Medication in the Time of COVID-19: Listen to the Experts

UConn experts offer insight on possible drug treatments for coronavirus - and what to avoid. (Getty Images)

COVID-19, the new disease that has put the world on edge, has spread around the globe with shocking rapidity. Guesses and half-baked hypotheses of how to treat it have spread almost as fast.

Pharmacologists and frontline doctors began exchanging messages weeks ago online: ibuprofen might be dangerous for people with COVID-19. Then the medical journal Lancet Respiratory Medicine published a paper on March 11 hypothesizing that patients with diabetes and hypertension could be at greater risk of COVID-19 infection due to the medicines they take. Three days later, the French health minister tweeted that taking anti-inflammatory medications such as ibuprofen could worsen cases of the viral illness. And now, due to vague reports that certain antimalarial medicines might be effective against COVID-19, an Arizona man accidentally killed himself using antiparasite aquarium cleaner to treat the virus at home.

There are valid scientific reasons why ibuprofen, ACE2 inhibitors taken for hypertension, and antimalarials might all have effects on COVID-19 infections. But there are grave dangers in adjusting or self-prescribing medications without the advice of a doctor or pharmacist. We asked two UConn pharmacologists and a clinical pharmacist, an infectious disease specialist at UConn Health, and a Poison Control doctor for their best advice. Read it, educate yourself, and above all be safe: consult your doctor or pharmacist before adjusting your own medications. (And please—never, ever drink aquarium cleaner.)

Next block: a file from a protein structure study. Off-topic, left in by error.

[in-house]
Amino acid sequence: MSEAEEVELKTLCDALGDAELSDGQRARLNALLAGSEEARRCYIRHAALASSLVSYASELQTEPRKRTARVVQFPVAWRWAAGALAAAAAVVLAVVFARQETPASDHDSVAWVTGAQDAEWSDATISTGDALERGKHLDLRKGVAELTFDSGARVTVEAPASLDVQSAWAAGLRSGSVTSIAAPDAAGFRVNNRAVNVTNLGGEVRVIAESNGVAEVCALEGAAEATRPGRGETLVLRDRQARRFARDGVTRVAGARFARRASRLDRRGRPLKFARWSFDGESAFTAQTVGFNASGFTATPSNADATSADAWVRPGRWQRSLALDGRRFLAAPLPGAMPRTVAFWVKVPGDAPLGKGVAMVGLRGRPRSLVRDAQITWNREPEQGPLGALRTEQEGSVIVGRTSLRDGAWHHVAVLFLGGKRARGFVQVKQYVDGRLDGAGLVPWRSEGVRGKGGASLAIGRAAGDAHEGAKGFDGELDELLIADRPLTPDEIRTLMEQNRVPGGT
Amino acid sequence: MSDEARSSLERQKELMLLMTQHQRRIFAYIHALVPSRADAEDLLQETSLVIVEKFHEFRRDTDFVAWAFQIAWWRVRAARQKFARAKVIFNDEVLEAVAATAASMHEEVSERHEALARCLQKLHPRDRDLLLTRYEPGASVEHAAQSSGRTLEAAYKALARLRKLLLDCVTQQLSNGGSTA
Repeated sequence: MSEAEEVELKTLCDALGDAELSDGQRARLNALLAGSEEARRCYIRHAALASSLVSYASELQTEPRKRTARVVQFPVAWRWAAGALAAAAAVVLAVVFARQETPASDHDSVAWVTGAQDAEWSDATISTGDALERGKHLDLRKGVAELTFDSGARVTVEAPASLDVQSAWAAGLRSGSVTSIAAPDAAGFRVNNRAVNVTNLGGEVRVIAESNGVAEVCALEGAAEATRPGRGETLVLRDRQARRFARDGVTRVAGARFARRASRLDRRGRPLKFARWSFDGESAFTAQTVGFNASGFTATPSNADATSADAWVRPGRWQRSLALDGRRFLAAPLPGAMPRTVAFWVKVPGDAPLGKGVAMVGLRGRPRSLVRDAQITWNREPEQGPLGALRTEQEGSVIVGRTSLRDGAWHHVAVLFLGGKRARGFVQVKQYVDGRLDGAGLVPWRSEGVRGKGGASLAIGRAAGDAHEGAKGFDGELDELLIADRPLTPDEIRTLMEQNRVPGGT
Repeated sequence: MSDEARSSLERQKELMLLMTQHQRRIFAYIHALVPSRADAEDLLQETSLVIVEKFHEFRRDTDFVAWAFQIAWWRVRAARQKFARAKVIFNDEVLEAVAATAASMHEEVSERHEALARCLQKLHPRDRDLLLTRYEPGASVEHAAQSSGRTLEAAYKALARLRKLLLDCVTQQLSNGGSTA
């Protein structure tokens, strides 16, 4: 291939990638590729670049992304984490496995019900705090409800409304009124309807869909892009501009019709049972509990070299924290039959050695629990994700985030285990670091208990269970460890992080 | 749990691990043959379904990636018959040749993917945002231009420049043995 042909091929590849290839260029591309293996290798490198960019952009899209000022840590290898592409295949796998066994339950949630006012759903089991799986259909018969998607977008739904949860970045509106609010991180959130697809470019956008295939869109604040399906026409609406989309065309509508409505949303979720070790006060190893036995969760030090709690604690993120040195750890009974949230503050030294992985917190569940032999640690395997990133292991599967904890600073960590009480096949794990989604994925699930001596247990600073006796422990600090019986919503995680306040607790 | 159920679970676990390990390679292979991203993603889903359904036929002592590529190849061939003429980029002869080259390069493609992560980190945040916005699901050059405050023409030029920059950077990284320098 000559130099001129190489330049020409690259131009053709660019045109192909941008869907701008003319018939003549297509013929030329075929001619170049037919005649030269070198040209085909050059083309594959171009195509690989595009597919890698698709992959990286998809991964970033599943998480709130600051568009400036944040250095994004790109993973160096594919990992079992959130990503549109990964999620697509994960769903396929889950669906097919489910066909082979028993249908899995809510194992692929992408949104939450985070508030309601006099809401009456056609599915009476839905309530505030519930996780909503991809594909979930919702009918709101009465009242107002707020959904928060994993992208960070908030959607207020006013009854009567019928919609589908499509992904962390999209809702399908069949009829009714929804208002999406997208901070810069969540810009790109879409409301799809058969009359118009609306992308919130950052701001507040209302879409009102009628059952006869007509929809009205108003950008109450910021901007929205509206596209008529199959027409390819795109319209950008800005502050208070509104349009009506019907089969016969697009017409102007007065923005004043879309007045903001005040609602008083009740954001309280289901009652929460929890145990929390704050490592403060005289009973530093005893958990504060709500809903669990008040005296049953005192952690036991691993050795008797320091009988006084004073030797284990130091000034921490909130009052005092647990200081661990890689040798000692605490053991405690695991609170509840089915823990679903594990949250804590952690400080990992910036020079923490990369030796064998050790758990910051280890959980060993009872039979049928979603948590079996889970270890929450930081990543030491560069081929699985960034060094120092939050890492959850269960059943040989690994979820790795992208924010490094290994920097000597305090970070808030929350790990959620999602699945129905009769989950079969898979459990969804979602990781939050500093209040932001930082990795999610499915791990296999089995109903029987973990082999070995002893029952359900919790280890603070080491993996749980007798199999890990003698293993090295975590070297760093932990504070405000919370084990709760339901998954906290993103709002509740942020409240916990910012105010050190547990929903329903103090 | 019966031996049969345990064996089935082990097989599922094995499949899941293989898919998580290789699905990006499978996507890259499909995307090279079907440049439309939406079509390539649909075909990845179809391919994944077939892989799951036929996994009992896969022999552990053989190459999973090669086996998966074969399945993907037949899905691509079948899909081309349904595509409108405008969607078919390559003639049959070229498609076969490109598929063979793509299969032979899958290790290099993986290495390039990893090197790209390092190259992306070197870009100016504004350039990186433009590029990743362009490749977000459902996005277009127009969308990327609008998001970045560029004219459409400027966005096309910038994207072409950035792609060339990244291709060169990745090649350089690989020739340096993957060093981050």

Why all the noise about ibuprofen and COVID-19?
UConn professor of pharmacology and toxicology Xiaobo Zhong: Preliminary messages coming out of Europe indicate that ibuprofen (a common brand name is Advil) increases the rate of multiplication of the COVID19 virus. A study published in The Lancet indicates ibuprofen can increase the amount of ACE2 that cells make. ACE2 is a membrane surface protein that acts like a doorknob for COVID-19, allowing it to enter human cells and hijack them to make copies of itself.
We don’t know if other non-steroidal anti-inflammatory drugs such as aspirin also increase ACE2.

Is this really a big deal? How worried should I be about taking ibuprofen if I have a fever and think I might have COVID-19?
UConn department head and professor of toxicology José Manautou: Fever is a normal compensating mechanism in our bodies to help us fight infections. It’s not necessarily bad to have a fever. However, uncontrolled fevers with very high temperatures can lead to mental dysfunction, convulsions, and even coma.